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KotlinTest

GitHub license

How to use

KotlinTest is published to Maven Central so you can get the latest version from the little badge at the top of the readme.

Gradle

To use in gradle, configure your build to use the JUnit Platform. For Gradle 4.6 and higher this is as simple as adding useJUnitPlatform() inside the test block and then adding the KotlinTest dependency.

test {
  useJUnitPlatform()
}

dependencies {
  testCompile 'io.kotlintest:kotlintest-runner-junit5:3.1.8'
}

Maven

For maven you must configure the surefire plugin for junit tests.

<plugin>
    <groupId>org.apache.maven.plugins</groupId>
    <artifactId>maven-surefire-plugin</artifactId>
    <version>2.19.1</version>
    <dependencies>
        <dependency>
            <groupId>org.junit.platform</groupId>
            <artifactId>junit-platform-surefire-provider</artifactId>
            <version>1.2.0</version>
        </dependency>
    </dependencies>
</plugin>

And then add the KotlinTest JUnit5 runner to your build.

<dependency>
    <groupId>io.kotlintest</groupId>
    <artifactId>kotlintest-runner-junit5</artifactId>
    <version>3.1.8</version>
    <scope>test</scope>
</dependency>

Testing Styles

KotlinTest is permissive in the way you can lay out tests, which it calls a testing style. There are several styles to pick from. There is no functional difference between these - it is simply a matter of preference how you structure your tests. It is common to see several styles in one project.

You can choose a testing style by extending StringSpec, WordSpec, FunSpec, ShouldSpec, FeatureSpec, BehaviorSpec, FreeSpec, DescribeSpec, or ExpectSpec in your test class, and writing your tests either inside an init {} block or inside a lambda parameter in the class constructor.

For example, using a lambda expression in the constructor, with the StringSpec gives us:

class MyTests : StringSpec({
  // tests here
})

And using an init block, again with the StringSpec looks like:

class MyTests : StringSpec() {
  init {
    // tests here
  }
}

Using the lambda expression avoids another level of indentation and looks neater, but it means you cannot override methods in the parent class such as beforeTest and afterTest.

See an example of each testing style.

Matchers and Assertions

Matchers are used to assert a variable or function should have a particular value. KotlinTest has over 100 built in matchers. Matchers can be used in two styles:

  • Extension functions like a.shouldBe(b) or a.shouldStartWith("foo")
  • Infix functions like a shouldBe b or a should startWith("foo")

Both styles are supported. The advantage of the extension function style is that the IDE can autocomplete for you, but some people may prefer the infix style as it is slightly cleaner.

Matchers can be negated by using shouldNot instead of should for the infix style. For example, a shouldNot startWith("boo"). For the extension function style, each function has an equivalent negated version, for example, a.shouldNotStartWith("boo").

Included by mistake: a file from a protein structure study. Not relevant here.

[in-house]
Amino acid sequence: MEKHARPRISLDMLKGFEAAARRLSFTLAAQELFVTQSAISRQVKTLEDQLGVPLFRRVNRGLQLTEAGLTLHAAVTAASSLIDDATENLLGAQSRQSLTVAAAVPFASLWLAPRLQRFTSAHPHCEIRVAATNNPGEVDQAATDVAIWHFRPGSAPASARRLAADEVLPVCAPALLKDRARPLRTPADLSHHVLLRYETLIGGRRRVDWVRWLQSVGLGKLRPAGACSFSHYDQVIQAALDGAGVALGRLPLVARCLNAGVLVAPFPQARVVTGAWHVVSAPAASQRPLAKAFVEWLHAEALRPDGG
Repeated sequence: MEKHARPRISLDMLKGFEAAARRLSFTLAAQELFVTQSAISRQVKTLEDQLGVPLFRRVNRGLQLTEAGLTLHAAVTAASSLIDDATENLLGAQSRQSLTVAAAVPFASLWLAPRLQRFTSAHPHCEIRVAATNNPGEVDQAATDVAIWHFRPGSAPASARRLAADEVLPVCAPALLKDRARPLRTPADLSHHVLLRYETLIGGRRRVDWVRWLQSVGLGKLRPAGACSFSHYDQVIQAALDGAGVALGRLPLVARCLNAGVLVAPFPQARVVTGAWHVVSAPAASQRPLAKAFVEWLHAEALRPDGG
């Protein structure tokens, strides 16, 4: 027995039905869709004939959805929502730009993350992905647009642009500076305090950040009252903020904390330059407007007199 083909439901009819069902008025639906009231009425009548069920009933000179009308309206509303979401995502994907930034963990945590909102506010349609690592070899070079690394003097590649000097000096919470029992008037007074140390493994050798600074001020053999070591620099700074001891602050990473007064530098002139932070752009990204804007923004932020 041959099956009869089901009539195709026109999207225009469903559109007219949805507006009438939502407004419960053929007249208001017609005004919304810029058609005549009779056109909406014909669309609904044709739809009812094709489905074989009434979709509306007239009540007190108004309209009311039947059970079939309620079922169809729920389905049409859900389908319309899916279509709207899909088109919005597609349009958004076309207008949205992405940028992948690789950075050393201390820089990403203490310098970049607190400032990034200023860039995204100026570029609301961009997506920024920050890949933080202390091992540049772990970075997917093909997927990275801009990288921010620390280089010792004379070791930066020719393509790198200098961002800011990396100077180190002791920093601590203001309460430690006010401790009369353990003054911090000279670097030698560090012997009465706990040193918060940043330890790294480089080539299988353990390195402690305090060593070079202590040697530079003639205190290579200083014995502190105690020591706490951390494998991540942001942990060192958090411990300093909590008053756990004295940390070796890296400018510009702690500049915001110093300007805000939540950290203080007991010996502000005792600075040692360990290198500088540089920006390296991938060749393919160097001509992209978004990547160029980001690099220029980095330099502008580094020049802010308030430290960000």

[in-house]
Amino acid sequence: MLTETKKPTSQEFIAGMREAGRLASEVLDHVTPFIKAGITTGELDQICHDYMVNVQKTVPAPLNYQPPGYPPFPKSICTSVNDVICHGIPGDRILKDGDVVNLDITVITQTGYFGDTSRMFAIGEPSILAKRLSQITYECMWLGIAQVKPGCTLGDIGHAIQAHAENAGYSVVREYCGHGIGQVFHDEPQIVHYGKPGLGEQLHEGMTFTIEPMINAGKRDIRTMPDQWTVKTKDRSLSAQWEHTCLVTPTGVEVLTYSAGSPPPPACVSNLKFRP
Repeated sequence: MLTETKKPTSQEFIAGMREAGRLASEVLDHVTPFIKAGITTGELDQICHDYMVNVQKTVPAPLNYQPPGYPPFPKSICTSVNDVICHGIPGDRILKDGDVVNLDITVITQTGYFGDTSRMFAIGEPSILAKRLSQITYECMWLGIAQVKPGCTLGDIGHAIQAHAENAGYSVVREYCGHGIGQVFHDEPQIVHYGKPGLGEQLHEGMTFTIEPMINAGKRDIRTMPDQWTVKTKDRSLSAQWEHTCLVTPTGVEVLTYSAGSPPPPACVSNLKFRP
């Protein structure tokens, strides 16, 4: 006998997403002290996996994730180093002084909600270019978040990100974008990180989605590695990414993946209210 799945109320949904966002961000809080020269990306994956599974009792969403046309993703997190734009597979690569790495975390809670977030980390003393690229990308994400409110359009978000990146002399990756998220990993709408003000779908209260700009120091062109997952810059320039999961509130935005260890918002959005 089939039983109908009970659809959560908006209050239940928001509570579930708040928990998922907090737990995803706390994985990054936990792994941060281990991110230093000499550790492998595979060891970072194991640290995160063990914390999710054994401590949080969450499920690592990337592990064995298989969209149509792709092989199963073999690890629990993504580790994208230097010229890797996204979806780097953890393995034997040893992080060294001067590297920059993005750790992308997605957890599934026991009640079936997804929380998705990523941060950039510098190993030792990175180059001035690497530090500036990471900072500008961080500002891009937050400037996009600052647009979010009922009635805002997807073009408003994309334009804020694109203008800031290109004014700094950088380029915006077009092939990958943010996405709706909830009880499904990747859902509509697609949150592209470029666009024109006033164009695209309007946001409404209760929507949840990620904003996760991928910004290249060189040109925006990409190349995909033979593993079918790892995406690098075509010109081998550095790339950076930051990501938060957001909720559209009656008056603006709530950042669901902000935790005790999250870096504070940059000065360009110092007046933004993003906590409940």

Matchers are available in the kotlintest-assertions module, which is usually added to the build when you add a KotlinTest test runner to your build (eg, kotlintest-runner-junit5). Of course, you could always add this to your build explicitly.

The simplest matcher is that a value should be equal to something, eg: x.shouldBe(y). This will also work for null values, eg x.shouldBe(null). More specialized matchers test for things like string length, file size, collection duplicates and so on.

See the full list of matchers for more details.

Custom Matchers

It is easy to add your own matchers. Simply extend the Matcher interface, where T is the type you wish to match against. The Matcher interface specifies one method, test, which you must implement returning an instance of Result. The Result contains a boolean to indicate if the test passed or failed, and two messages.

The first message should always be in the positive, ie, indicate what "should" happen, and the second message is used when the matcher is used with not.

For example to create a matcher that checks that a string contains the substring "foo", we can do the following:

fun containFoo() = object : Matcher<String> {
  override fun test(value: String) = Result(value.contains("foo"), "String $value should include foo", "String $value should not include foo")
}

This matcher could then be used as follows:

"hello foo" should containFoo()
"hello bar" shouldNot containFoo()

And we should then create an extension function version, like this:

fun String.shouldContainFoo() = this should containFoo()
fun String.shouldNotContainFoo() = this shouldNot containFoo()

Soft Assertions

Normally, assertions like shouldBe throw an exception when they fail. But sometimes you want to perform multiple assertions in a test, and would like to see all of the assertions that failed. KotlinTest provides the assertSoftly function for this purpose.